The possible transformative effects of DeFi and African tradeConsidering DeFi’s underlying advantages, the financial structure can potentially transform African trade by addressing the existing gaps in trade financing. African trade finance gaps stem from multiple causes, but DeFi could effectively tackle the endemic challenges facing trade financing.
Most conventional finance institutions shy away from financing low-ticket deals. Most backs with an appetite to finance African trade regard deals worth less than $5 million as unworthy of the resources and time required to risk assessment and lending structuring. This stance locks out most creditworthy businesses and traders. However, through DeFi, traders can access micro and medium-level loans to fill in the gaps that banks cannot.
DeFi can also help lower the costs and complexity of cross-border trade in multiple jurisdictions and currencies. Take, for instance, a trader from Kenya buying sugar from Zambia for sale in Kenya. The trader must first convert local currency to USD cash (usually at a high cost), carry the money in their truck, and drive to Zambia to purchase the product before returning to Kenya to sell the sugar.
This process is time-consuming and costly. It also comes with the risk of the trader losing the cash to thieves or through shake-downs by corrupt border officers. DeFi helps traders cross the border cashless and conduct all their transactions via a mobile phone without currency restrictions.
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The effects of DeFi in the AfCFTA
The many advantages of DeFi could be an influential asset in implementing the Africa Continental Free Trade Area (AfCFTA). Although the agreement has created a single market for services and goods in Africa, currency variations stand in the way of activating the full benefits.
Consequently, traders conduct most of their cross-border deals in USD or the Euro, magnifying the cost and compliance barriers. DeFi resolves these challenges by allowing cross-border businesses to transact through local currencies. The traders can convert the currencies into cryptocurrencies and make instant transfers.
DeFi helps to create cross-border value chains for consumer goods and food processing by connecting African traders, significantly reducing post-agricultural losses for perishable goods. The linkage also decreases dependence on costly processed food imports.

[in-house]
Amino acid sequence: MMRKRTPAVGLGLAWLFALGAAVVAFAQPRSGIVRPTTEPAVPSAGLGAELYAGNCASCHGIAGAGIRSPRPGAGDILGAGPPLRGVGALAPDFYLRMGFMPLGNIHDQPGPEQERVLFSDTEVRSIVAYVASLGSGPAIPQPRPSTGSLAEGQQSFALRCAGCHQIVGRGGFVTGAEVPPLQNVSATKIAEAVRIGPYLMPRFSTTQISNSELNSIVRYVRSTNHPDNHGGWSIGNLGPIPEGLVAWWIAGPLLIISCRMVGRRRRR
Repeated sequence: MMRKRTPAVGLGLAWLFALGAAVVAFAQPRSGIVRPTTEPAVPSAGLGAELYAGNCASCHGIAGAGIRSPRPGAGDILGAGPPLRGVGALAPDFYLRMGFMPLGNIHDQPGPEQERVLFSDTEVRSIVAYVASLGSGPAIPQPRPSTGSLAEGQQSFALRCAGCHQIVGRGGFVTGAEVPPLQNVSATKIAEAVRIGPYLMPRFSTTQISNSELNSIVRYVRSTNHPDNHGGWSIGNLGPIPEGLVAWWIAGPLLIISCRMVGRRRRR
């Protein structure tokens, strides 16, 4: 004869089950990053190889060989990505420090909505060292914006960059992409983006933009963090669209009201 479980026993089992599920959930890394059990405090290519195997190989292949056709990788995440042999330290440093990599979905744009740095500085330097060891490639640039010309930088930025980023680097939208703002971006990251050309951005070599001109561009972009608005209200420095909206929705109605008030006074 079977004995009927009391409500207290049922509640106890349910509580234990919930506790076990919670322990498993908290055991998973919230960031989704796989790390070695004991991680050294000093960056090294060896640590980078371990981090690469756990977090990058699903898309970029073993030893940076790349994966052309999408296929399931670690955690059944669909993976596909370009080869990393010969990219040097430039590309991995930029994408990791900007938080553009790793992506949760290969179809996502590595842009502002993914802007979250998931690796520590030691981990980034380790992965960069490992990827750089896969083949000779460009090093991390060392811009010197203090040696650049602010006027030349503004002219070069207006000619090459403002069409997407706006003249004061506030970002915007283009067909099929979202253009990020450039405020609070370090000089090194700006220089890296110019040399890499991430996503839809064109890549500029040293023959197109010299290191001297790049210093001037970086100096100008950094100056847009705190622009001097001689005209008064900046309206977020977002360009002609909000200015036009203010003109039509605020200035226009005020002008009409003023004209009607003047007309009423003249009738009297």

In the long term, DeFi might also aid in resolving one of Africa’s most pressing challenges: getting finances to “the last mile,” or communities and businesses operating remotely in peripheral and rural regions. In recent years, mobile banking has mainly supplied last-mile financial services through mobile banking apps or wallets.
Mobile banking has significantly boosted financial inclusion, but these services are highly costly to low-income families. Kenya’s prevalent M-Pesa payment tool, for instance, charges clients for each payment costing more than KSh100 ($0.83) and cross-border mobile transactions. On the other hand, a DeFi payment involving two users might be accessible regardless of the amount or location of the transacting parties.
Africa’s DeFi regulatory landscape
Nonetheless, African authorities have reignited their interest in the blockchain during the last two years, moving beyond bitcoin and examining more significant effects of DeFi in the financial system. Several African nations have established regulatory sandboxes in which blockchain startups are encouraged to develop DeFi solutions under the oversight and regulation of the central banks.
African central banks have explored creating digital currencies or CBDCs. CBDCs are exchangeable for any digital asset or token. CBDCs may make it easier for African enterprises to do international business by leveraging blockchain’s integrity and the central bank’s credibility. Central banks can also use CBDCs to direct liquidity to economic areas where banks shy from investing.
Nigeria is the African pioneer in this field, introducing the eNaira in October 2021. It is not unexpected that the first African CBDC emerged from Nigeria, considering that 42% of the country’s population has adopted cryptocurrency, the highest percentage globally, according to Statista. The eNaira aims to raise financial inclusion, cut remittance costs, and formalise the informal sector.
Eventually, DeFi inventors and regulators must collaborate to grow this technology throughout Africa for optimal benefits. DeFi might provide inexpensive and quick liquidity pools for African merchants and SMEs, faster transactions, and enhanced security. And, for the last mile, DeFi may provide blockchain-based financial services that are inexpensive, if not free, quick, and accessible through any mobile phone.
The transformative effects of DeFi on advancing financial inclusion, assisting African trade, and strengthening Africa’s economy match the technology with the global sustainability agenda and the UN Sustainable Development Goals. As a result, the industry is an attractive investment for investors, asset managers, and pension funds seeking to make their portfolios more sustainable while directly addressing social implications.